New research from Laybuy, a leading buy now, pay later service, has today revealed young adults in the UK are twice as likely to know their Uber score than their credit score.
The research, which polled 2,000 Gen Z and Millennials across the UK to reveal attitudes towards credit ratings, found that the 40% of Millennial eBay users (40% London Millennials) and 35% of Airbnb users (35% London Millennials) in the same age group that know their rating for these channels massively exceeds the 22% who know their credit score (27% in London).
The mis-education of Millennials
The research reveals that just half of British young adults (50%) and half of Londoners know where to find their credit score. Many made incorrect assumptions that it could be sourced from employers (10%; 14% in London), banks (42%; 47% in London) and even insurance companies (11%; 14% in London). Just 1 in 10 (13%; 16% in London) can confidently explain exactly what a credit score is, whilst only 9% can explain how it is calculated (12% in London).
Crucially, it seems the majority are also misinformed about what financial activity impacts the all-important rating, with the research revealing that:
- 40% believe salary contributes to credit rating (46% in London)
- 1 in 10 believe that ordering food on apps like Deliveroo contributes (14% in London)
- 8% believe the number of Instagram followers you have has a direct effect (10% in London)
Time for change
The research shows that there is a real opportunity to better educate young people on their credit scores – and the earlier this is done, the better.
According to the research, more than half of British young adults do not check their credit scores until the age of 22 or above, whilst 28% have never checked at all (22% in London). When asked about the first-time they had heard of a credit score, just one quarter (24%, 27% in London) of Millennials cited school as the source of their knowledge. In fact, 37% only first learned about credit scores when they came to apply for credit or a loan (38% in London), and 1 in 10 (14%) when it came to apply for a mortgage (11% in London).
By this stage many young people could have already fallen behind the curve having had neither the knowledge nor opportunity to nurture their financial health.
Alex Rohloff, co-founder at Laybuy said, “What this research clearly shows is that Millennials are disconnected from their credit scores. By providing young people with the facts from an early age, we can make sure they get access to the opportunities they deserve at key life moments. That can mean the difference between getting a mortgage to buy a house when they want or having to wait another ten years.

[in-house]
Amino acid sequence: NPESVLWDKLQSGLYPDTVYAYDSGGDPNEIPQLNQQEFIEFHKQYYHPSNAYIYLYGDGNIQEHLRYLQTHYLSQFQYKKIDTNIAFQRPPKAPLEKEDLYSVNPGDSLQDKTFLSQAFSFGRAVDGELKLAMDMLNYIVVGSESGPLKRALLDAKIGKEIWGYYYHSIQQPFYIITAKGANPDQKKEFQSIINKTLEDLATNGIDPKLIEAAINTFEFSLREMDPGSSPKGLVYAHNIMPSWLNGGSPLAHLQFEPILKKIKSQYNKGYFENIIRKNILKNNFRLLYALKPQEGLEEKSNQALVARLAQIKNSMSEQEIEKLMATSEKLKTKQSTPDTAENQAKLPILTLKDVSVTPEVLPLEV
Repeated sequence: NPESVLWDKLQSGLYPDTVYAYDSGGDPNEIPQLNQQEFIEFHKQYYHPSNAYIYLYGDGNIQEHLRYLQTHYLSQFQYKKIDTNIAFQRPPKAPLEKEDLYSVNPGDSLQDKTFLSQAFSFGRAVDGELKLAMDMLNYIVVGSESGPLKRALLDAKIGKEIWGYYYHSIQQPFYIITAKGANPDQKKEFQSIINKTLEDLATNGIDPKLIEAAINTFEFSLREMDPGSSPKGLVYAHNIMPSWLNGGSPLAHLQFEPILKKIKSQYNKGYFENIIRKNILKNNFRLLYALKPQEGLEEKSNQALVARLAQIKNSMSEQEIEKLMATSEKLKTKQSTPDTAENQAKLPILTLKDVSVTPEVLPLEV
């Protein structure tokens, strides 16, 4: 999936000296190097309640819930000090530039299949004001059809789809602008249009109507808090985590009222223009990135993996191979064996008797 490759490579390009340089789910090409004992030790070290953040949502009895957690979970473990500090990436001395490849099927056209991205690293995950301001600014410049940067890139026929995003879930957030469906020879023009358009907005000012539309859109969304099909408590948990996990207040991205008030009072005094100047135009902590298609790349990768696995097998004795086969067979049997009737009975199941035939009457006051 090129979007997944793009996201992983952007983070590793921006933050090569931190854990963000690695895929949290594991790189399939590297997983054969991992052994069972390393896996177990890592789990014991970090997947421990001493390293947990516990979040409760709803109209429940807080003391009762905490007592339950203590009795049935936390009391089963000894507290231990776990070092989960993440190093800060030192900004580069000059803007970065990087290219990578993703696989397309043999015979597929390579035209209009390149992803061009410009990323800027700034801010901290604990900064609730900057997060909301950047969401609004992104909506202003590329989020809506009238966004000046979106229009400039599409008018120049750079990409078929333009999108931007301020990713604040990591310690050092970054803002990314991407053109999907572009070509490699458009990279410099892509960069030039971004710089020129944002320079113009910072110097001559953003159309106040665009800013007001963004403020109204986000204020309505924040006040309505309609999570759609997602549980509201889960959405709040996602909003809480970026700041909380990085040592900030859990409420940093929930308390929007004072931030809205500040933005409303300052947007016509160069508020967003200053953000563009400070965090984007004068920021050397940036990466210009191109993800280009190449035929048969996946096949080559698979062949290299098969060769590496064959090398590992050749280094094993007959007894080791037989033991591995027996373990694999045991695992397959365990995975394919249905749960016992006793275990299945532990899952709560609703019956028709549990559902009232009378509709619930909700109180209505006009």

“Uber and eBay scores aside, better financial education at a young age will help the next generation to safely build up credit ratings at the right time.”
Laybuy, the company that conducted the research, launched in the UK last month with footwear and apparel retailer Footasylum as its first major retail partner in the UK. The risk-free payments platform allows customers to shop now, receive their purchase straight away, and pay it off over six weekly payments with no additional charge and 0% interest.
Upon signing up, users are checked by Laybuy’s partner Experian to put correct credit limits in place to ensure shoppers are spending within their means. Users that fall behind on their payment schedule have their accounts frozen, to protect them from getting into the debt spiral. Laybuy is committed to protecting shoppers from self-imposed debt, that’s why these limitations are put in place. In fact, Laybuy’s default rate is less than 1% in New Zealand, largely due to these safeguards put in place.
The formula of six automatic weekly payments was chosen after careful study and analysis of budgeting and financial planning habits. Research recently commissioned by Laybuy and conducted by Censuswide with 2,500 consumers across the UK revealed that, on average, 31% of consumers manage their money weekly, with 29.5% of those specifically in the Millennial category choosing to budget on a weekly basis.
Laybuy is a phenomenon in its native New Zealand, following its launch just under two years ago. Already, 8% of the country’s voting population has signed up to the platform and thousands of online and physical store partnerships have been forged. Laybuy generates revenue by charging these merchants a small commission on each purchase, making the service free to use for all customers.